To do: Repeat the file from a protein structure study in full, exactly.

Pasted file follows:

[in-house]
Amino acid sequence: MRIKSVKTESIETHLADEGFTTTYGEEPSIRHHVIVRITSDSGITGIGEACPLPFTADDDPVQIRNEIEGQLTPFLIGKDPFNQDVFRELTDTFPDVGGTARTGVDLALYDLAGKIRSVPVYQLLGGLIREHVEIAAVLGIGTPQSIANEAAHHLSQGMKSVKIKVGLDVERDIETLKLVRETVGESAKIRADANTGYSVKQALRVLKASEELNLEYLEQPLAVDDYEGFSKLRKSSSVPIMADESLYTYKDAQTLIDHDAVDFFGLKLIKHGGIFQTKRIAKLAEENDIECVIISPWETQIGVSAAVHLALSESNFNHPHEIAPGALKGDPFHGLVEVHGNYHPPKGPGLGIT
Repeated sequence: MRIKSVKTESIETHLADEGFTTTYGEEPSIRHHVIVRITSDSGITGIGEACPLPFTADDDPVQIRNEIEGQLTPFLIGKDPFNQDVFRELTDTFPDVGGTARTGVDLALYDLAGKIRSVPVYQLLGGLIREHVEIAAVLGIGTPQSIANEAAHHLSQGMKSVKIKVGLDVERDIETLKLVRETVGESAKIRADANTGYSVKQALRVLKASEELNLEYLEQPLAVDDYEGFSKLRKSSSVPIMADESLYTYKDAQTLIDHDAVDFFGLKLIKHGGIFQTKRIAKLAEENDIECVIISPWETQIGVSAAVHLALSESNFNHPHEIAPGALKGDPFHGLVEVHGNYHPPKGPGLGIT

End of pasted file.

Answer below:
[in-house]
Amino acid sequence: MRIKSVKTESIETHLADEGFTTTYGEEPSIRHHVIVRITSDSGITGIGEACPLPFTADDDPVQIRNEIEGQLTPFLIGKDPFNQDVFRELTDTFPDVGGTARTGVDLALYDLAGKIRSVPVYQLLGGLIREHVEIAAVLGIGTPQSIANEAAHHLSQGMKSVKIKVGLDVERDIETLKLVRETVGESAKIRADANTGYSVKQALRVLKASEELNLEYLEQPLAVDDYEGFSKLRKSSSVPIMADESLYTYKDAQTLIDHDAVDFFGLKLIKHGGIFQTKRIAKLAEENDIECVIISPWETQIGVSAAVHLALSESNFNHPHEIAPGALKGDPFHGLVEVHGNYHPPKGPGLGIT
Repeated sequence: MRIKSVKTESIETHLADEGFTTTYGEEPSIRHHVIVRITSDSGITGIGEACPLPFTADDDPVQIRNEIEGQLTPFLIGKDPFNQDVFRELTDTFPDVGGTARTGVDLALYDLAGKIRSVPVYQLLGGLIREHVEIAAVLGIGTPQSIANEAAHHLSQGMKSVKIKVGLDVERDIETLKLVRETVGESAKIRADANTGYSVKQALRVLKASEELNLEYLEQPLAVDDYEGFSKLRKSSSVPIMADESLYTYKDAQTLIDHDAVDFFGLKLIKHGGIFQTKRIAKLAEENDIECVIISPWETQIGVSAAVHLALSESNFNHPHEIAPGALKGDPFHGLVEVHGNYHPPKGPGLGIT